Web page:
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EU Aims to Create US-Style Patent System

By rajivvarma in News
Mon Feb 28, 2000 at 02:25:00 PM EST
Tags: etc (all tags)

From brittanica.com comes a story saying that the European Union will be designing a patent system not-unlike the United States'. The USPTO has not handled patent cases/requests well here in the US, so it will be interesting to see how the Europeans do it.

The European Commission intends to publish plans within months for a new European patent system which would allow firms to protect their inventions throughout the European Union, a senior Commission official said on Monday


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EU Aims to Create US-Style Patent System | 6 comments (6 topical, editorial, 0 hidden)
Given the furor over patents in the... (2.00 / 2) (#1)
by Demona on Mon Feb 28, 2000 at 01:10:49 PM EST

Demona voted 1 on this story.

Given the furor over patents in the united states as of late, this is very timely and worthy of discussion.

Re: EU Aims to Create US-Style Patent System (2.00 / 1) (#2)
by fvw on Mon Feb 28, 2000 at 07:04:01 PM EST

While I don't really know how the US patent system works, I'd like to make the obvious comment here:
Let's hope they get someone more capable for judging what's allowed to be patented etc.

Re: EU Aims to Create US-Style Patent System (3.00 / 1) (#3)
by rusty on Mon Feb 28, 2000 at 09:54:27 PM EST

I know a bunch of patent examiners (right JDogg?), and they're not stupid people. The problem, as I see it, is that the bureaucratic culture over there doesn't really promote careful evaluation. The criteria they actually use to judge patent applications are not what we would expect or desire they'd use. It has much more to do with the number of applications submitted, and whether or not anyone else has applied for the same patent, than it has to do with whether or not the patent makes sense.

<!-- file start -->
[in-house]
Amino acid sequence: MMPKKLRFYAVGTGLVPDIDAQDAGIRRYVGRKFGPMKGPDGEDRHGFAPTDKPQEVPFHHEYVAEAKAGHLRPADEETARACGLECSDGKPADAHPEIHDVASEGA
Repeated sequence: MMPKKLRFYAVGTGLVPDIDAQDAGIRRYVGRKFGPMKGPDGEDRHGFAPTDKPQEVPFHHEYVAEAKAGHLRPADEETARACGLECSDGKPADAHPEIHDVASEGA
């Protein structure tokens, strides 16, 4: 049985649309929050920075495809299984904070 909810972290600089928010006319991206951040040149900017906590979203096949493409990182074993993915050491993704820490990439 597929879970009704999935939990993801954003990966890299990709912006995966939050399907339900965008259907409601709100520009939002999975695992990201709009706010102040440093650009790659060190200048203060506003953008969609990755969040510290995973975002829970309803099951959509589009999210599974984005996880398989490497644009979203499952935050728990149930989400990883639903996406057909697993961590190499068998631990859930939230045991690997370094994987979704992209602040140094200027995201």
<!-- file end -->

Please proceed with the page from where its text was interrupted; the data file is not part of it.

Besides this, patent examiners are not necessarily (I would say not even usually) experts in the field they're examining for. Basically, it's the implementation that's screwed up, not the theory. Someone needs to clean house over there, and start making some approval guidelines that make sense.

Not the real rusty
[ Parent ]

Unification, partial "reform" (none / 0) (#4)
by kmself on Tue Feb 29, 2000 at 05:44:29 AM EST

The story as I read it has two components. The first is to unify the patenting process across the EU. To a certain extent this is probably a good thing, it's the same sort of rationalization/unification behind the EU as a whole. The analog would be if the US patent system were set up on a state-by-state basis and someone said "Golly gee, why don't we federalize the patent system!".

The undertone is, though, that the Eurpean patent system is slowing down registration of patents. I'll assume this is independent of the rate of invention in Europe. This is troubling, because it implies that what Europe would like to do is to get on a fast track, registering patents more quickly.